8 Rules for a Successful Potluck Party
Any hostess will tell you that the key to a stress-free party is a potluck menu. However, even the nearly foolproof, guest-driven event can still run into a few snafus if not managed correctly. Follow the advice below if you want to pull off the most organized, most delicious potluck your neighborhood has ever seen.
1. Assign people categories, not dishes.
Unless you have a friend who is universally known for an incredible potato salad that everyone will be rabid for come dinnertime, avoid assigning guests specific dishes. You never know what else they’ve got going on the week of your party or what they may have time to make, so give them the freedom to decide what to make. However, in order to ensure each and every dinner course is covered, it’s totally fine to assign guests specific categories, like appetizers, sides, main dishes, or desserts.
2. Consider a theme.
Guests will crave a little dish direction, so if you’re into the idea, choose a theme for your potluck dinner. Crowd-pleaser themes like Mexican, Italian, or all-American BBQ dishes will still give guests plenty of creative freedom, but will ensure that the flavors of dishes won’t clash unappetizingly (because, let’s be honest, guacamole and shrimp scampi skewers don’t really go together).
3. Let everyone know what to expect.
No one likes to leave a party hungry, so make sure you (and your food-toting guests!) bring plenty of food to feed everyone. A few days before your party, let everyone know how many people you’re expecting, so they can plan accordingly. Try to keep the crew under or around 20 adults (give or take some kiddos) — any more than that, and home cooks may struggle to prepare enough to feed everyone. You want the idea of bringing a homemade dish to be fun for everyone, not a burden.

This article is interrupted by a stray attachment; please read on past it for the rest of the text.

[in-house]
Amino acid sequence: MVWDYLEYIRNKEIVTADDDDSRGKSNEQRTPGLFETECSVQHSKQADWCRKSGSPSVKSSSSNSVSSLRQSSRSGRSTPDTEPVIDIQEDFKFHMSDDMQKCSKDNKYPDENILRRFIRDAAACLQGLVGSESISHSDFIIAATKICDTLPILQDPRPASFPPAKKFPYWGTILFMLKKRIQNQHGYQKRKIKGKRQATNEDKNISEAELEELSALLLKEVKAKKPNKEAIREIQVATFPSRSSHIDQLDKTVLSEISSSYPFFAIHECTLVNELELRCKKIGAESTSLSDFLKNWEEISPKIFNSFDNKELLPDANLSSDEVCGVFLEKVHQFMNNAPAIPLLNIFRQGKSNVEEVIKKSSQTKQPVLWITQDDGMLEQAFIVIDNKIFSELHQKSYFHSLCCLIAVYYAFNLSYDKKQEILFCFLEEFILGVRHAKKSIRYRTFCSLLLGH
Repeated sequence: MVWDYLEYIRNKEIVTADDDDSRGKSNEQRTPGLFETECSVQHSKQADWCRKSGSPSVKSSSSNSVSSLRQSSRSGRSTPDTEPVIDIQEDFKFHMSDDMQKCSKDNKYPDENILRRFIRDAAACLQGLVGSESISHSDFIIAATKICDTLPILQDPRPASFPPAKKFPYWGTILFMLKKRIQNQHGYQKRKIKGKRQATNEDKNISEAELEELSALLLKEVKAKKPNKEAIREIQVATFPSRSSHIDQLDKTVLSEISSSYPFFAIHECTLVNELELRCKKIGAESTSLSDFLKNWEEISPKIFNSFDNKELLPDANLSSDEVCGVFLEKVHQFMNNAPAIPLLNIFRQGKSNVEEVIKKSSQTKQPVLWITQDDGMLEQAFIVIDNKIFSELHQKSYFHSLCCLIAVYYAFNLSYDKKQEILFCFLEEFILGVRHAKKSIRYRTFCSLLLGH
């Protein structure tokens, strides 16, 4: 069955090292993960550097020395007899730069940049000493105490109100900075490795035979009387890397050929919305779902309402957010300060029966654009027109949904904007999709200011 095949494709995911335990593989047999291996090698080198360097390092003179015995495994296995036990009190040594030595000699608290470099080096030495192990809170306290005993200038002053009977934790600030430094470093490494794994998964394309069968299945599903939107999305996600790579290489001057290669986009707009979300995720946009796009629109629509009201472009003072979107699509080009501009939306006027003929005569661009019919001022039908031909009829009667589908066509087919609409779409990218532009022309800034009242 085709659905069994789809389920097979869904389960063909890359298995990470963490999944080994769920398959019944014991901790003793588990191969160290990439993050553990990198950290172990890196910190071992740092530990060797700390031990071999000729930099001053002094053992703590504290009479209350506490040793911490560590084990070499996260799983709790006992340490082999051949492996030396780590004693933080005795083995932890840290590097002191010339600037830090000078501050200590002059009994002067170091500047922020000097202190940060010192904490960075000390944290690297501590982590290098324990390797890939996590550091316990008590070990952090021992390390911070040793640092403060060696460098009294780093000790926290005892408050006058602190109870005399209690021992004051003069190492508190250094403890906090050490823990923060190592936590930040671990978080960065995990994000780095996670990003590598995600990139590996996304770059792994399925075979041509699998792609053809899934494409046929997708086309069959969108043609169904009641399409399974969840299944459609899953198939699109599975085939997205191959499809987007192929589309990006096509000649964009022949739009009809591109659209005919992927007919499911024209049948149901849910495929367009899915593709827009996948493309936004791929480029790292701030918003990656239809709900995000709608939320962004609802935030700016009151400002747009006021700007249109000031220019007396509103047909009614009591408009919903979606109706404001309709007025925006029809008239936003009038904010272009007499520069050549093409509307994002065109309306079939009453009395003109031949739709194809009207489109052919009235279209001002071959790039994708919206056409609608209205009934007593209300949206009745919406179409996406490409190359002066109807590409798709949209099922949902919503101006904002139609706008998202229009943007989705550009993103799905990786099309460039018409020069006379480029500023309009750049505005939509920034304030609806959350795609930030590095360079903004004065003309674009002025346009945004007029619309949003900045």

4. Keep it causal.
This is especially important if you’re hosting your shindig outdoors. Chances are, seating will be minimal and you might not have a spot for everyone — at least not one set up at a table. Plan accordingly by asking guests to prepare dishes that are easily eaten while standing up. Kabobs, finger foods, and sandwiches are always a good idea.
5. Ready your serving tools.
Your guests might not think of everything — so you’ll want to be prepared. You’ll need to have serving spoons, tongs, and maybe even some serving trays on hand. It’s also a good idea to have some aluminum foil on hand, too, in case dishes need makeshift covers and protection from bugs.
6. Don’t forget the booze.
Many consider it an essential for an outdoor potluck, so if you think a few boozy sips are something your guests will enjoy, make sure to assign the “category” to one or two friends with especially good taste. Or, task yourself with the role of bar keep and select a mix of beer and wine.
7. Have extra add-ons on hand.
Sauces, sides, and condiments are a great way to jazz up any dish, so be sure to have a few essentials on hand. Even if you’re not sure what everyone is bringing (although, ideally, you’ll have some sort of idea!), ketchup and a quality mustard are pretty crucial. You might even want to have mayo or aioli for sandwiches and chicken. And don’t forget the pickles, olives, tomatoes, and onions.
8. Label and return dishes.
The sign of a successful potluck is … a bunch of empty Tupperware? Kind of! Guests will probably leave behind their dishes or storage containers, with the intention of picking them up later. Use a piece of masking tape and a marker to label everything as it first enters your home, so you can return items to their rightful owners post-party.